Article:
who can give up essential
liberty to obtain a little temporary
safety, deserve neither liberty
-- Benjamin Franklin
"All governments lie and nothing
say should be believed."
"Power tends to corrupt, and
absolute power corrupts
absolutely. Great men
almost always bad men."
1. Public apathy over GCHQ
snooping is a recipe for disaster
The Watchdog That Didn’t Bark
What A Destructive Wall Street Owes Young Americans
5. If GCHQ wants to improve
national security it must fix
This is the Nederlog of March
It is again about the crisis, because I think that is very
important, but I am also aware I am in a minority, although that
minority is more intelligent than the rest - but in A Real Democracy
the most important social things are generally decided by a few
hundreds of parliamentary and
governmental manipulators who got elected for the most part by
successfully imposing their lies on the lower half of the intelligence
scale, and who also the last 15 years or so are mostly of the revolving
door type, which means they have no responsibility whatsoever, except
to those who pay them, and always will find the best paying jobs,
inside government and outside government, that do not require any
talents except lying plausibly.
Anyway - the lack of widespread anger about being massively spied on by
anonymous degenerates (I am sorry, but that is what I think - and
I am not talking about spying on specific persons for probable
cause: I am talking about gathering all the data on everyone,
which I only can see as the start of very repressive regimes, that may
last forever) is also
the topic of the first item.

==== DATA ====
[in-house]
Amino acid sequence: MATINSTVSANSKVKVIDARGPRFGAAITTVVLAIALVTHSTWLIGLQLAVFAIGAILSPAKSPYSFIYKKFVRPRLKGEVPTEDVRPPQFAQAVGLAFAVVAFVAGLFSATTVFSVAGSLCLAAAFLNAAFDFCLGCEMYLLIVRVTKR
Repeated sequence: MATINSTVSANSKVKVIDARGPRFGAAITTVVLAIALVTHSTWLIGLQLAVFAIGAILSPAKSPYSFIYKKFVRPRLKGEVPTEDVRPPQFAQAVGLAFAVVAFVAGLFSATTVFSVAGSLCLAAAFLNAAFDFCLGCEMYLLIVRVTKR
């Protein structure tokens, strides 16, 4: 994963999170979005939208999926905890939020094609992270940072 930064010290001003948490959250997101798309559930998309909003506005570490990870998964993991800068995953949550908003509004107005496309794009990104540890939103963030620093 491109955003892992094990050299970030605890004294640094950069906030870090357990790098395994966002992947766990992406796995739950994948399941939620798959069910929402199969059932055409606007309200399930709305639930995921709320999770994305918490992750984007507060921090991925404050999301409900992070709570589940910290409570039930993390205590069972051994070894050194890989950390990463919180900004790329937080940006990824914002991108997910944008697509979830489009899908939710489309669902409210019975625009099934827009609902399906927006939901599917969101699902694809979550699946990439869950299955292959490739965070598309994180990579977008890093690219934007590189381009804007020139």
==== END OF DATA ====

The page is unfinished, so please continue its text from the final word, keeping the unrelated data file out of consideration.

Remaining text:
There are four more items, but today's crop was not large, though that
may be because it is a sunday. (And item 5 is there
because I missed it.)
And I should say that I did find a copy of the report I wrote in
October 1970 about the Sleep-In Rozengracht, and have quoted one bit in
that I uploaded today. It also turned out I had made very few mistakes.
Also, I have not made any changes in my Nederlog of February 24, that is the source
because I generally do not make changes in my Nederlogs, apart from
correcting typing and linking errors and errors of fact.
apathy over GCHQ snooping is a recipe for disaster
The first article is by John Naughton in The Observer:
This discusses a very
important theme, that is well expressed by its subtitle:
The lack of public
alarm at government internet surveillance is frightening, but perhaps
it's because the problem is difficult to convey in everyday terms
Yes indeed: That is a major
part of the difficulty - most people simply do not understand computers
or computing at all, for at most 1 in a 100 is a decent
programmer. Note this clearly does not mean that people do not make
productive use of computers, for this is clearly the case: it means
that they do not understand what makes computers really tick,
indeed rather like their cars, washing machines, watches and phones.
The article starts as follows:
As someone who is
supposed to know about these things, I'm sometimes asked to give talks
about computing to non-technical audiences. The one thing I have
learned from doing this is that if you want people to understand
technological ideas then you have to speak to them in terms that
resonate with their experience of everyday things.
Yes - but then they
mostly only "understand" them, though I agree that is better than
nothing at all.
A little further on Naughton says:
One of the things
that baffles me is why more people are not alarmed by what Edward Snowden
has been telling us about the scale and intrusiveness of internet surveillance.
My hunch is that this is partly because – strangely – people can't